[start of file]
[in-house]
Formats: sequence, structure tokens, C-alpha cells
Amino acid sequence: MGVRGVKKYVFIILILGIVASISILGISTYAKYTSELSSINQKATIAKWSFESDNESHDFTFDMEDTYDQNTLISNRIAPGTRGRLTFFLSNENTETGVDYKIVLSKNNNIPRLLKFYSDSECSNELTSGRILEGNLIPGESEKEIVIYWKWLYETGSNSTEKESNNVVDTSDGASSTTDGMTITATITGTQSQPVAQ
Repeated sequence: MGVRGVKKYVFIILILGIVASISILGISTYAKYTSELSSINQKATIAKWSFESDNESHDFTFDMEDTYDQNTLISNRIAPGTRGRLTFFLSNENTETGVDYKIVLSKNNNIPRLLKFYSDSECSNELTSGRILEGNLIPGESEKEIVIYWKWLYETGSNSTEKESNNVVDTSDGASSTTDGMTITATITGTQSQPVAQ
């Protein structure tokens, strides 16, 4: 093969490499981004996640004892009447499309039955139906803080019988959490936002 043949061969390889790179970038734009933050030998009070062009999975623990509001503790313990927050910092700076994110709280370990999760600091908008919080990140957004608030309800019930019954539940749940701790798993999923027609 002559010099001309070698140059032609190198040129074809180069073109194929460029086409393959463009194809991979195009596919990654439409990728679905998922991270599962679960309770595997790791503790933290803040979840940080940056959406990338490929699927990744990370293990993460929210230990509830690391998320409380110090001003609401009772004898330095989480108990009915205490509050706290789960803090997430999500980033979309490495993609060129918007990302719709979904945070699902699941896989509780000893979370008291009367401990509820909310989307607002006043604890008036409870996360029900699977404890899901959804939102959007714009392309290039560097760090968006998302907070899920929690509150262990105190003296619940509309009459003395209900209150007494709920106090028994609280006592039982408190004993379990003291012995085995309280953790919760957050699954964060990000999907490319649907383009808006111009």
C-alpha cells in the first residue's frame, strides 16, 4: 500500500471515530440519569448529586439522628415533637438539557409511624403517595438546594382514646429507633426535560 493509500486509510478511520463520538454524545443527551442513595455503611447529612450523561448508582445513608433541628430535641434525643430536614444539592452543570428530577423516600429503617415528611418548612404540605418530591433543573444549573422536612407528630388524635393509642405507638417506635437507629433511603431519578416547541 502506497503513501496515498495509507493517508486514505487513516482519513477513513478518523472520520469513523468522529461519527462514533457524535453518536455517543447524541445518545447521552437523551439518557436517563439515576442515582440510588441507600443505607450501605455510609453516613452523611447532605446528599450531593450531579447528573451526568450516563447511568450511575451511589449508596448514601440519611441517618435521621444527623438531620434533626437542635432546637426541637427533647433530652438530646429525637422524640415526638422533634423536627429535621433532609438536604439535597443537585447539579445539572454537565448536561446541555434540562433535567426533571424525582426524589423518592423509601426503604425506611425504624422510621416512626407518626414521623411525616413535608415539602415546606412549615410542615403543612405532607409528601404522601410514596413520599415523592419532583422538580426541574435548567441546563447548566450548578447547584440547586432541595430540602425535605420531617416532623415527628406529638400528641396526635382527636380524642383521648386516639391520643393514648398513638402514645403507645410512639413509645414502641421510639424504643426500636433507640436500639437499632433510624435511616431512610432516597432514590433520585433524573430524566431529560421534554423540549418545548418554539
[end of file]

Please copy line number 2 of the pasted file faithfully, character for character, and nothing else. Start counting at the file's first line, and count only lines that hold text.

Formats: sequence, structure tokens, C-alpha cells